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Math Help - Prove that the limit exists using eps-delta definition

  1. #1
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    Prove that the limit exists using eps-delta definition

    Question 1 )

    limx->4 (7-3 x) = -5

    I was able to solve it and found that d= -E/3 - But my problem is that how do I verify/show that my delta works? Please explain.

    And there is another question where I am not sure how to approach it after simplifying it

    Question 2)

    lim x->2 (x^3)=8

    |x-2||x^2+2x+4|<E |x-2|<d
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  2. #2
    Super Member Failure's Avatar
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    Quote Originally Posted by dennosan View Post
    Question 1 )

    limx->4 (7-3 x) = -5

    I was able to solve it and found that d= -E/3
    Surely, you mean \delta = \varepsilon/3. Delta needs to be positive.

    But my problem is that how do I verify/show that my delta works?
    Well, how then did you find it?

    In order to prove that \lim_{x\to 4}(7-3x)=-5, you need to show that for any \varepsilon>0 there exists a \delta>0 such that for all x with |x-4|<\delta the following inequality holds:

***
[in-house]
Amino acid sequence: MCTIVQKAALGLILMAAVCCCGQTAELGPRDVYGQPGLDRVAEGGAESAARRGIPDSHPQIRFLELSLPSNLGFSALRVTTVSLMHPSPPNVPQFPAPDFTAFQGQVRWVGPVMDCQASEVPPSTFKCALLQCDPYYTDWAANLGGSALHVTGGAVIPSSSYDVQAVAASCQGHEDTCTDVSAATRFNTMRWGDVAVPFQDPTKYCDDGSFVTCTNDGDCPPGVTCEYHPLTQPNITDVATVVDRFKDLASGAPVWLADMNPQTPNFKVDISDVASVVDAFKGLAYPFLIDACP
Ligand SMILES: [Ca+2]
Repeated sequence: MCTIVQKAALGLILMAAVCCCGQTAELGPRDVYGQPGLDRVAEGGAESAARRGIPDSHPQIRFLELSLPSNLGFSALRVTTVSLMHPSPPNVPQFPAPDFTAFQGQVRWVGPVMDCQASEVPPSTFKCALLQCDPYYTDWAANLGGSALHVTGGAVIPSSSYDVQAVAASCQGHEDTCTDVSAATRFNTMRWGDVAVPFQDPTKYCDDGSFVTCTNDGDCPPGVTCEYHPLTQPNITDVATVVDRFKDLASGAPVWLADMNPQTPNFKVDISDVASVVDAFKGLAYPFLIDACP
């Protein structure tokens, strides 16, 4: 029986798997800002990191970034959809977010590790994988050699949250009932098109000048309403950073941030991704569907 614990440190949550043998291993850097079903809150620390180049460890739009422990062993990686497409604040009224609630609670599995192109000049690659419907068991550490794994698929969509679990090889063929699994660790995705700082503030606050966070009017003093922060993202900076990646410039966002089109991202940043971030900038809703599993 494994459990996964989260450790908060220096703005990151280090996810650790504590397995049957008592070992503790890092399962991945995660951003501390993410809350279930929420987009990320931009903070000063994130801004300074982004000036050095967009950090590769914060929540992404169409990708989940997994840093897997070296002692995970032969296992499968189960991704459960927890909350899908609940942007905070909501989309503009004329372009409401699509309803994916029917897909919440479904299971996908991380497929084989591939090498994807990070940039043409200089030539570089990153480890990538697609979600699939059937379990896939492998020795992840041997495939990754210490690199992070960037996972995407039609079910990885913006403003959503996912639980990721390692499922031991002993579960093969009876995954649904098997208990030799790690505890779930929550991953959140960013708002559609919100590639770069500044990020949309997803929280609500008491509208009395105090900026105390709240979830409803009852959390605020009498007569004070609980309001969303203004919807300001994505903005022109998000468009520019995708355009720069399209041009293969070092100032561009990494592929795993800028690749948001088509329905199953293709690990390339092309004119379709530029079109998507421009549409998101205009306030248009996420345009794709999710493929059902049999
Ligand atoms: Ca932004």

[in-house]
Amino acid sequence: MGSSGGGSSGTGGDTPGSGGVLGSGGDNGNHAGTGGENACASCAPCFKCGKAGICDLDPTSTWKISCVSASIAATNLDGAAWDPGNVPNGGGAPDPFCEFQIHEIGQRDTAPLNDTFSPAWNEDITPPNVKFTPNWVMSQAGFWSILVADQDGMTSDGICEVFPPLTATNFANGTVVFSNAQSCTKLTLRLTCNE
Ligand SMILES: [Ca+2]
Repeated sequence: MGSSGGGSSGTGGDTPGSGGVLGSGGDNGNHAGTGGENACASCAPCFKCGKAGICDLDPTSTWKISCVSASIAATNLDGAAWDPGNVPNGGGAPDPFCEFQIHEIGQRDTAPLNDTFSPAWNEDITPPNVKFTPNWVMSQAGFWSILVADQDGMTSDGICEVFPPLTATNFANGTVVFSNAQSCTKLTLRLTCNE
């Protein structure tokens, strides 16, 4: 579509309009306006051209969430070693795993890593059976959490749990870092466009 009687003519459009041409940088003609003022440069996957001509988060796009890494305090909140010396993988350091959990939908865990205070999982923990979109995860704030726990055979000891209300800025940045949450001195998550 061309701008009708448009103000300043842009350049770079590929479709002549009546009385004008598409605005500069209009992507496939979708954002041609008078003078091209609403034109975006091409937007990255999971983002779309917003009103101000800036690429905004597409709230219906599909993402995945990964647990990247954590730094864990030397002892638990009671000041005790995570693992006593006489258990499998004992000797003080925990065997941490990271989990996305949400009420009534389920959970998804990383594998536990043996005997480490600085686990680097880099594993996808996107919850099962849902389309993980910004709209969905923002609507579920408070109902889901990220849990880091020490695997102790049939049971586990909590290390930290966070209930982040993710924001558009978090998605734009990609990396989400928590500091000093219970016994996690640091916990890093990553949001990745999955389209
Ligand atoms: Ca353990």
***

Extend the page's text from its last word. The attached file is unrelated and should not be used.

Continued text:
|(7-3x)-(-5)| < \varepsilon
    Now, simplify the left side to get
    |12-3x|< \varepsilon
    Pull out a positive factor of 3 like this
    3\cdot |4-x|<\varepsilon
    and divide by 3 to get
    |4-x|<\varepsilon/3
    which is equivalent to
    |x-4|<\varepsilon/3
    Now all these inequalities are equivalent. So if the last inequality is satisfied, which is the case if you set \delta := \varepsilon/3 and require that |x-4|<\delta, then the first of these inequalities, the one that you have to show, also holds.

    And there is another question where I am not sure how to approach it after simplifying it

    Question 2)

    lim x->2 (x^3)=8

    |x-2||x^2+2x+4|<E |x-2|<d
    Now, here again, you start with the inequality
    |x^3-8|<\varepsilon
    and try to figure out how requiring |x-2|<\delta, for a suitably chosen \delta>0, guarantees that this inequality holds.
    You have already shown a useful first step toward that goal, namely, factoring out x-2
    |x-2|\cdot |x^2+2x+4|<\varepsilon
    Now the problem that we face is to show that for |x-2| sufficiently small, the second factor on the left cannot get arbitrarily large. In other words, we need a way to bound that second, quadratic factor on the left with a constant, M, say.
    How could we do that?
    Well, x^2+2x+4=(x+1)^2+3 by completion of the square. Thus the quadratic polynomial and its absolute value are the same (because the polynomial is always positive) and it assumes its smallest value 3 at x=-1.
    So lets therefore already limit x to satisfy |x-2|<1, i.e. x must be from the interval (1,3). For such values of x, the quadratic factor assumes its largest value at x=3, which gives us the required upper bound M := 3^2+2*3+4=19.
    Finally, divide the above inequality by M on both sides to get your \delta :=\min(1,\varepsilon/19).
    (We must make sure that \delta < 1, because otherwies our choice of M as an upper bound for the quadratic factor on the left side of the inequality would not be valid.)
    Last edited by Failure; September 1st 2010 at 08:36 AM.
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